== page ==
You don’t have to look far. Streetwear culture has been sweeping the Klang Valley like wildfire. It’s a pretty normal sight to be walking around the streets of Telawi or Pavilion and see the odd Supreme t-shirt in the crowd, or the occasional Adidas NMD on the feet of someone wearing a Bathing Ape hoodie with an Anti Social Social Club cap.
This hype is completely normal. The last time Adidas did a Yeezy 350 v2 raffle at Pavilion, the people lining up managed to get into a massive fight over who gets the tickets. It all gets sold, and a few days later, the same items pop up on streetwear forums, selling easily upwards of RM3000 for a pair of brand new ones, and a smidge above RM2500 for ‘used.’ While the scene here is considered in its infancy relative to the gigantic market over in Europe, Japan and the USA; it’s still growing at an exponential rate, with brands like Puma already collaborating with local streetwear chain, Crossover.
So, what’s the mystery behind it? Why do people easily fork out 4 digits for a pair of shoes? Why do adolescents buy 4 different colours of the same product? Why spend that much for something when you can get a similar item for so much cheaper?
The answer usually boils down to exclusivity. Numerous mainstream brands like Adidas and Nike have been practicing this model for the longest time, where certain sneakers aren’t sold in your typical sport shop, much less in their own retail shops all across KL. Even specialised streetwear stores like Crossover and Sole What don’t really stock the ‘heat’ models that much; more often than not the pairs get scooped up within hours after its release. JD Sports has made it more accessible to the masses who are looking into getting the upper midrange categories; shoes like the Nike Flyknit Racer, Adidas NMD R2, Nike Air Max series and Jordans are all within reach, if you’re fast enough.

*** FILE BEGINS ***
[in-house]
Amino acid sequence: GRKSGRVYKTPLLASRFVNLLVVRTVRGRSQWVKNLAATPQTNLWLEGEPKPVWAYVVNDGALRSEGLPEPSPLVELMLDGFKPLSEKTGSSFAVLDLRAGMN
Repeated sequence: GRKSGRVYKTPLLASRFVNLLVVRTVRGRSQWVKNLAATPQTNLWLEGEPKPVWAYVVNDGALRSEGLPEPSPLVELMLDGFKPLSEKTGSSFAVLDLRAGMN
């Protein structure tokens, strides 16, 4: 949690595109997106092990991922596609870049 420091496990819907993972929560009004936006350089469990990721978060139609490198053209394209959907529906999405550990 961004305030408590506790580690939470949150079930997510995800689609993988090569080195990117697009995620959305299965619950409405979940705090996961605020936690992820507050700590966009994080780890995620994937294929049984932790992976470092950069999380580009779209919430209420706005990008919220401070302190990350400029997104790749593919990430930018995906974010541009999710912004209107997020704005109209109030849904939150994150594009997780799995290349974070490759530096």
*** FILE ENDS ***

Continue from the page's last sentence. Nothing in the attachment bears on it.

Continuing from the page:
However, collaboration models or more highly sought after ones like the Adidas Ultraboost x Parley For The Oceans, Air Jordan 1 Top 3 and Yeezy 350 V2 Bred are still out of reach for the majority; mostly because the prices on these are exorbitant. Although shops like Plug, 17 Gallery, and Vain do carry them in select sizes, be prepared to scarf down Maggi Hot Cup for the remainder of the month.
That exclusivity is what drives the prices up to monumental levels. The fact that you want it but you can’t have it, only makes you want it more. The culture nowadays dictates that the higher the price tag, the better the quality must be, but that’s not always the case. People are willing to spend financially crippling prices because they know that they’re paying for something other people can’t afford to have. It’s a statement really, and not because it’s about the brand’s history or heritage value.
And that’s completely fine. I mean, if you can afford it, why wouldn’t you? It’s kind of like buying a new Gucci belt or a Louis Vuitton handbag, only that streetwear appeals to a completely different crowd. Not only that, it’s worth spending your hard earned cash on shoes and apparel that are well made. You’ll cherish it, and grow to appreciate its craftsmanship and attention to detail more than if you buy a pair of slip-ons from H&M.